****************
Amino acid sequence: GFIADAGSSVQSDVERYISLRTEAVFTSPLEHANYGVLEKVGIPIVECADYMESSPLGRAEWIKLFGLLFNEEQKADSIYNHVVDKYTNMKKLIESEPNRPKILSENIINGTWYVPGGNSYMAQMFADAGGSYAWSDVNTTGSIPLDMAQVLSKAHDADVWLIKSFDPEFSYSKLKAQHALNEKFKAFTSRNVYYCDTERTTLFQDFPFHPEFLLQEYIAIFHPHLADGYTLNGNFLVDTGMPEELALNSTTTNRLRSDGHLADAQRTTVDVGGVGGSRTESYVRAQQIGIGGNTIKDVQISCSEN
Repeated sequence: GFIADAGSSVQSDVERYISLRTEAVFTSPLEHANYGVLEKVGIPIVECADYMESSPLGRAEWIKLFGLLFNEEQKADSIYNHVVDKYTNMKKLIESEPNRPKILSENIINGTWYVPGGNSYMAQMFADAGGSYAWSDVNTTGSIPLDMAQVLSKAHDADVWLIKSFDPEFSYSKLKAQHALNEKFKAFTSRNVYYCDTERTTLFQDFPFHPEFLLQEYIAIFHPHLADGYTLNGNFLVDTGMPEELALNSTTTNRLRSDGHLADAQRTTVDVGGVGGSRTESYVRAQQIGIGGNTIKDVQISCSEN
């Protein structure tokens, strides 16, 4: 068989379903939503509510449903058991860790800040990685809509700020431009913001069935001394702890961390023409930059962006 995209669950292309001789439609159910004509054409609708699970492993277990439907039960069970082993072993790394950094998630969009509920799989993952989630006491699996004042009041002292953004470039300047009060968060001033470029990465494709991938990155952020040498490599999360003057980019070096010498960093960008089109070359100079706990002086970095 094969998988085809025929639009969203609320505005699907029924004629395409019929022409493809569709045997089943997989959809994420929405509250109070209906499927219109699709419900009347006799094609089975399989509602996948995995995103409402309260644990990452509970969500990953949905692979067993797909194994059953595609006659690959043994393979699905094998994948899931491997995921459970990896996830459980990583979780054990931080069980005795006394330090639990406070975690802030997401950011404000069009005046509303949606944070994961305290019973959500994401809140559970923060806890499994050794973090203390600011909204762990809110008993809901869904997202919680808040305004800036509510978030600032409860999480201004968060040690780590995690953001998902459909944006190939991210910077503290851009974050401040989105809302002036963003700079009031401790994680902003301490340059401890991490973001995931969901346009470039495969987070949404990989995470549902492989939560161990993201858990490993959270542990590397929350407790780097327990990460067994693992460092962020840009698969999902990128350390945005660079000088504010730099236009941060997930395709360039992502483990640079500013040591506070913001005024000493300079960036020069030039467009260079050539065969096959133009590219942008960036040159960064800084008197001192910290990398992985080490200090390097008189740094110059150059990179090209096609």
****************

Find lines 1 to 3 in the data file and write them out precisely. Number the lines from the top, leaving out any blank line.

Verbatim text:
Amino acid sequence: GFIADAGSSVQSDVERYISLRTEAVFTSPLEHANYGVLEKVGIPIVECADYMESSPLGRAEWIKLFGLLFNEEQKADSIYNHVVDKYTNMKKLIESEPNRPKILSENIINGTWYVPGGNSYMAQMFADAGGSYAWSDVNTTGSIPLDMAQVLSKAHDADVWLIKSFDPEFSYSKLKAQHALNEKFKAFTSRNVYYCDTERTTLFQDFPFHPEFLLQEYIAIFHPHLADGYTLNGNFLVDTGMPEELALNSTTTNRLRSDGHLADAQRTTVDVGGVGGSRTESYVRAQQIGIGGNTIKDVQISCSEN
Repeated sequence: GFIADAGSSVQSDVERYISLRTEAVFTSPLEHANYGVLEKVGIPIVECADYMESSPLGRAEWIKLFGLLFNEEQKADSIYNHVVDKYTNMKKLIESEPNRPKILSENIINGTWYVPGGNSYMAQMFADAGGSYAWSDVNTTGSIPLDMAQVLSKAHDADVWLIKSFDPEFSYSKLKAQHALNEKFKAFTSRNVYYCDTERTTLFQDFPFHPEFLLQEYIAIFHPHLADGYTLNGNFLVDTGMPEELALNSTTTNRLRSDGHLADAQRTTVDVGGVGGSRTESYVRAQQIGIGGNTIKDVQISCSEN
């Protein structure tokens, strides 16, 4: 068989379903939503509510449903058991860790800040990685809509700020431009913001069935001394702890961390023409930059962006 995209669950292309001789439609159910004509054409609708699970492993277990439907039960069970082993072993790394950094998630969009509920799989993952989630006491699996004042009041002292953004470039300047009060968060001033470029990465494709991938990155952020040498490599999360003057980019070096010498960093960008089109070359100079706990002086970095 094969998988085809025929639009969203609320505005699907029924004629395409019929022409493809569709045997089943997989959809994420929405509250109070209906499927219109699709419900009347006799094609089975399989509602996948995995995103409402309260644990990452509970969500990953949905692979067993797909194994059953595609006659690959043994393979699905094998994948899931491997995921459970990896996830459980990583979780054990931080069980005795006394330090639990406070975690802030997401950011404000069009005046509303949606944070994961305290019973959500994401809140559970923060806890499994050794973090203390600011909204762990809110008993809901869904997202919680808040305004800036509510978030600032409860999480201004968060040690780590995690953001998902459909944006190939991210910077503290851009974050401040989105809302002036963003700079009031401790994680902003301490340059401890991490973001995931969901346009470039495969987070949404990989995470549902492989939560161990993201858990490993959270542990590397929350407790780097327990990460067994693992460092962020840009698969999902990128350390945005660079000088504010730099236009941060997930395709360039992502483990640079500013040591506070913001005024000493300079960036020069030039467009260079050539065969096959133009590219942008960036040159960064800084008197001192910290990398992985080490200090390097008189740094110059150059990179090209096609």